I think it is sad but true that this asshole lawyer from Chicago (but I repeat myself) will skate.

    Xrlq (b65a72)

  94. Aren’t there some exceptions to the statute of limitations when the complainant is active duty military, and unable to be produced at a specific time due to being called up for duty? If not, it is a horrible loophole in our system that could make this Sgt. a victim of a crime that could not be effectively prosecuted because he was returning to his position overseas.

    The Sgt’s insurance company (USAA?) should handle the damages, and then go after the asswipe with everything they have to recover every penny, plus costs, fees, etc …

    JD (bad43f)

  95. This is clearly a case where the lawyer should plea down the offense and pay restitution. Saves the state money, saves the lawyer more scrutiny and embarrassment, and shows the Bar that he’s willing to accept some responsibility.

    In fact, if this guy has even a twinkling of intelligence he has already paid the Marine his measly $2400.

    What really pisses me off is that the Marine’s leave was precious. He’s going to the sandbox now, and he deserved his vacation first. How much time did he have to devote to this stupid mess when he should have been hugging his mom and watching football? What a bunch of crap.

    And he gets falsely accused of being a racist, because he’s a marine, and stupid morons think marines are all crazy white arkabama assholes. If you’re a racist, the military is the last place you should work.

    How many democrat lawyers stuff ballots? Scary thought. And just know, if this lawyer could have killed that marine, he would have. He’s do worse, too. Our society is not ok right now.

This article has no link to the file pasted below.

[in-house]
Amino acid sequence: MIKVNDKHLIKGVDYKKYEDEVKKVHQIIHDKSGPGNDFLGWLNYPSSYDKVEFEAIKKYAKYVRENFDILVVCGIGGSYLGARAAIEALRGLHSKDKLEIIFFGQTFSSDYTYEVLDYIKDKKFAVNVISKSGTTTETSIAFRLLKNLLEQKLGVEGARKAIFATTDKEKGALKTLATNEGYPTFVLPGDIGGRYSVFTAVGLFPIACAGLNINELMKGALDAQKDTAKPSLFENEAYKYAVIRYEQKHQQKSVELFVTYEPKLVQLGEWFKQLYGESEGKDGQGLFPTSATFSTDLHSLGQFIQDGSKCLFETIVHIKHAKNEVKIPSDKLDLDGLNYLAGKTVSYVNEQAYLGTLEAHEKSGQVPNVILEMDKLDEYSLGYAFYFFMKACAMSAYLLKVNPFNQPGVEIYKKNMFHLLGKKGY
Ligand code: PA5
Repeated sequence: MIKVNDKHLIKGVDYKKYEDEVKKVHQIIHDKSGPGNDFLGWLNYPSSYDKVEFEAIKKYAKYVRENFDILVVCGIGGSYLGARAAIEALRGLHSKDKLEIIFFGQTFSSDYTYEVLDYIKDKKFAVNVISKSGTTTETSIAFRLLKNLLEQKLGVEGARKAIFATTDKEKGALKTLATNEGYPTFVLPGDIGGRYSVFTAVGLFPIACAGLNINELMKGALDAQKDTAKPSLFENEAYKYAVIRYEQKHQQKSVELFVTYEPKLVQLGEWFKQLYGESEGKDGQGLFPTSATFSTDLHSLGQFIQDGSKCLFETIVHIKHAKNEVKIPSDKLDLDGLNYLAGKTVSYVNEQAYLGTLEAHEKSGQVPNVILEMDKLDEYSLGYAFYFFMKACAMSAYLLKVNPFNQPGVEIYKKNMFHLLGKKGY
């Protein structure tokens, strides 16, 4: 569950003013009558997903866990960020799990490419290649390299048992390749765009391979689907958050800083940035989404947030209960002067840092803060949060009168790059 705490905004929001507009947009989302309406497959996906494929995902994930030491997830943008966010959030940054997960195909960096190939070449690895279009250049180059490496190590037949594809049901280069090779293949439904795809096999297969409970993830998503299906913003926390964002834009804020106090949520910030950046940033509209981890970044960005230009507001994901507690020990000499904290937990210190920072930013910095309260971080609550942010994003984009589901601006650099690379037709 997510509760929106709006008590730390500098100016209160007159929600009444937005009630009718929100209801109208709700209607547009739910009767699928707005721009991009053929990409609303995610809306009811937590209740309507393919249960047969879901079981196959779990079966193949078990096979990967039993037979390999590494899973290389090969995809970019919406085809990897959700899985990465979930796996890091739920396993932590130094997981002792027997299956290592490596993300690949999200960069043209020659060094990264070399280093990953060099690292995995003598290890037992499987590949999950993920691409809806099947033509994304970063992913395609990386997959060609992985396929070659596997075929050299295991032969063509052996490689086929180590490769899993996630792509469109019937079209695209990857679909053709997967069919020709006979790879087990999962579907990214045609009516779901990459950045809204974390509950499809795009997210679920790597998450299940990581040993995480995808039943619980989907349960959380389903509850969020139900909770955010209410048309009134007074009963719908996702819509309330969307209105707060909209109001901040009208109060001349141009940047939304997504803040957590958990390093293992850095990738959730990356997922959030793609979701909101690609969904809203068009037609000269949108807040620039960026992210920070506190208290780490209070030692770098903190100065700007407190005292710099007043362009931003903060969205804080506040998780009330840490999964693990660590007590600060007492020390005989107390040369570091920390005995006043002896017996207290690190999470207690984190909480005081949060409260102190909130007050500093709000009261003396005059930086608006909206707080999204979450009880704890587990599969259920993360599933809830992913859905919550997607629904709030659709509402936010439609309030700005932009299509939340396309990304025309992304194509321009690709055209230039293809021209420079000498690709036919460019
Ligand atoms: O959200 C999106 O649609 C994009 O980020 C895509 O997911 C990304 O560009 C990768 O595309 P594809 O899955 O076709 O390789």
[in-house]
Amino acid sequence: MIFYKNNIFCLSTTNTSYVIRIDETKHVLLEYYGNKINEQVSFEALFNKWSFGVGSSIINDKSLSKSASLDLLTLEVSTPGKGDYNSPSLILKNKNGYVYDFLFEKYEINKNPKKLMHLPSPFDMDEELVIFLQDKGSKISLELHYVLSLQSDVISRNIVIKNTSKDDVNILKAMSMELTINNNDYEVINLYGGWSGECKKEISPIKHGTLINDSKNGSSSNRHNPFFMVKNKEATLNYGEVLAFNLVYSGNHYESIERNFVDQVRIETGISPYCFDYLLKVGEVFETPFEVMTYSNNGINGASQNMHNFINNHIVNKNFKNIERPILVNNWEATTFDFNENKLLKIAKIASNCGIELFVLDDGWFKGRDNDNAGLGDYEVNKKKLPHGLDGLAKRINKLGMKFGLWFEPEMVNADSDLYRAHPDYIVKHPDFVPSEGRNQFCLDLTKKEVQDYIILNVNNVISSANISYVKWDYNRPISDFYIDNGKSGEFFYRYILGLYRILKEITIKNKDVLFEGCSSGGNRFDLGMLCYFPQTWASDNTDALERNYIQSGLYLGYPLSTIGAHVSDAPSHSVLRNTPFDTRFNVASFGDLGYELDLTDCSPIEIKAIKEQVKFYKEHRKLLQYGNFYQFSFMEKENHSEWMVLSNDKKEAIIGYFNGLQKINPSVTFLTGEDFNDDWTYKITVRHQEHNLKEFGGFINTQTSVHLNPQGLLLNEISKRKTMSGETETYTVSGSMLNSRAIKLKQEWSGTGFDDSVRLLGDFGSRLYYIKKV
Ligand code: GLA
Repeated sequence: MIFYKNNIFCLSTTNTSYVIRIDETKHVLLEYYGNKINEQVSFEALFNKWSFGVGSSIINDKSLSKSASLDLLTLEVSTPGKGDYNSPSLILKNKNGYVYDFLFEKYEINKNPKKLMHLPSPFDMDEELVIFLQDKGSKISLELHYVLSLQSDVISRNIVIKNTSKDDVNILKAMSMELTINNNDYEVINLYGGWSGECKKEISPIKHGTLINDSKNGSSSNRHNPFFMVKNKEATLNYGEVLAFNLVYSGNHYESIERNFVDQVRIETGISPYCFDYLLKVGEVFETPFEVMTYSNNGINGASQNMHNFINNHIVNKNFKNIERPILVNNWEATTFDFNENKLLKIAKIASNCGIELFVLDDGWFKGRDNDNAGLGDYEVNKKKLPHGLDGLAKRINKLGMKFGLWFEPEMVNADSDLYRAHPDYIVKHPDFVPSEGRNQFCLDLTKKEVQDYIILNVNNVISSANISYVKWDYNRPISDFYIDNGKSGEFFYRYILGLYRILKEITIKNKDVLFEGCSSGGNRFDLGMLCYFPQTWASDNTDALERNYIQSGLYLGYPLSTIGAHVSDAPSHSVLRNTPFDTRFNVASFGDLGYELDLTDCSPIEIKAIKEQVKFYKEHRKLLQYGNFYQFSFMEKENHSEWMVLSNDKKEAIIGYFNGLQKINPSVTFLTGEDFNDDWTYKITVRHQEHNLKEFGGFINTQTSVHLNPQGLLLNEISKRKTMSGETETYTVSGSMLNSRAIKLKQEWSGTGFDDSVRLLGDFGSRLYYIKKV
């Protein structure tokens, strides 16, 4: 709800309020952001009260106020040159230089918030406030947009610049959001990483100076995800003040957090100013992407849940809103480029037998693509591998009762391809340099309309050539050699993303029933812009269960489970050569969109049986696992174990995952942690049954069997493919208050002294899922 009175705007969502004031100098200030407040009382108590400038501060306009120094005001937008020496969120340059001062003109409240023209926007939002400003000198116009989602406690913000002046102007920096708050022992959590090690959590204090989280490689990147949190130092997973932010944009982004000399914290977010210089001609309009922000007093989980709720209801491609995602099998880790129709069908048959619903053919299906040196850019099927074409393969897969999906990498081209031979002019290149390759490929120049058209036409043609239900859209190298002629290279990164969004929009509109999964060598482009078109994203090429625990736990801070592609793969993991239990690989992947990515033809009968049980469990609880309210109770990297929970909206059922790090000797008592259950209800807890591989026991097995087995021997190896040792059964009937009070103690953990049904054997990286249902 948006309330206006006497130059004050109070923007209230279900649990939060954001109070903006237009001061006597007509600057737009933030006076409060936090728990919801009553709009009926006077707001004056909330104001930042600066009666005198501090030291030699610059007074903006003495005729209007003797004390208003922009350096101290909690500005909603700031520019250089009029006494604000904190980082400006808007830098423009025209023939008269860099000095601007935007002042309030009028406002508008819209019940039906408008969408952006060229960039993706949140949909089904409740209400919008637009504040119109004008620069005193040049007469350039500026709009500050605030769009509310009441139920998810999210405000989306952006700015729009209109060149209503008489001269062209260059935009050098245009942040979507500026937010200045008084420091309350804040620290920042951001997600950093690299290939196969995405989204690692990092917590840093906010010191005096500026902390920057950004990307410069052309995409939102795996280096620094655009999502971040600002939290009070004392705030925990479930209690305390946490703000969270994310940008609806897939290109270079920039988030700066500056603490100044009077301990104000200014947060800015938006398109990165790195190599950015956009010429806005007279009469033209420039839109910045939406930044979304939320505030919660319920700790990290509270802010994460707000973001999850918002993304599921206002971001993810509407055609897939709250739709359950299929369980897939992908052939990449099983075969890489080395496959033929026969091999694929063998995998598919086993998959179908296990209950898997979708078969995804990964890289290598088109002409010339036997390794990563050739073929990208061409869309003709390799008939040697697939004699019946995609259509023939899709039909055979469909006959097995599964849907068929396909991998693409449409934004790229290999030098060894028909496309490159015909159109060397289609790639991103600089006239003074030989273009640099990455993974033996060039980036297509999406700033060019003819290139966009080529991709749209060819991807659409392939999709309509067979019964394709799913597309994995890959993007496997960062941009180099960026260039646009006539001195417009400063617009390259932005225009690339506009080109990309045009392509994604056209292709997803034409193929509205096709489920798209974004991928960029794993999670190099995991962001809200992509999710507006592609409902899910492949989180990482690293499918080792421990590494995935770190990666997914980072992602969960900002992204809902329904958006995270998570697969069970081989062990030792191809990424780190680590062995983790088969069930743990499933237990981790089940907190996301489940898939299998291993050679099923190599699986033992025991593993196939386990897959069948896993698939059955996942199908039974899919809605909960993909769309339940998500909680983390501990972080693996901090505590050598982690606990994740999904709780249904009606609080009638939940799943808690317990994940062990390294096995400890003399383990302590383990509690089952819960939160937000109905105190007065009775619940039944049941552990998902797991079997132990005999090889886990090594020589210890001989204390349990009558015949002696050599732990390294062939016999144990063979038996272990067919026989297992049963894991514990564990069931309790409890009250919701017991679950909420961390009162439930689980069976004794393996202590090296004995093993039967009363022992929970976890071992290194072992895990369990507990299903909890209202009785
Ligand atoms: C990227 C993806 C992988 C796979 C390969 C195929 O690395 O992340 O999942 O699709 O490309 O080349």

Jem (9e390b)

  96. The IL Lt Gov’s office is following this story.
    It’s been rumored that at least one Trib columnist is working on this story.
    National veteran’s advocacy organizationa are following this story.
    Apparently, the entrepreneurial Mr. Grodner, esq. may run an “Entertainment Agency” of some sort, likely as a home business in Highland Park, IL. It’s been reported that an answering service is taking calls for the company, Jay R. Grodner & Associates, PC.

    VFF-IL (00eecd)

  97. Good. Thanks VFF-IL.

    DRJ (29b04b)

  98. It’s been rumored that at least one Trib columnist is working on this story.

    I’d sure like to see this leave the “it’s been rumored” stage.

    There are at least a half-dozen Chicago Radio and TV outlets, The Reader, Sun-Times and Tribune that can’t all be siding with one lawyer against a deployed Marine. This story isn’t that hard to chase down.

    steve (b9b6dc)

  99. The lawyer’s business is certainly taking a hit from the adverse publicity. I assume he will have to change the name and get a partner to front for him.

    tired (c95465)

  100. The lawyer’s business is certainly taking a hit from the adverse publicity.

    I don’t doubt it.

    Is there evidence for that?

    steve (b9b6dc)

  101. Now that people have found his photo and sex ad, you can count on it.

    tired (28bf91)

  102. Sex ad?????

    Scott Jacobs (425810)

  103. The criminal case is over. (Scroll down on the comments.) Grodner pleaded guilty and got supervision, which is essentially a long continuance that will leave him no record of a conviction, and $600.00 restitution. But the way he mishandled his case is unbelievable. If he handles his clients’ cases in the same way, he should not be a lawyer. I think he has big problems — emotional, cognitive and possibly chemical dependence.

    nk (a07608)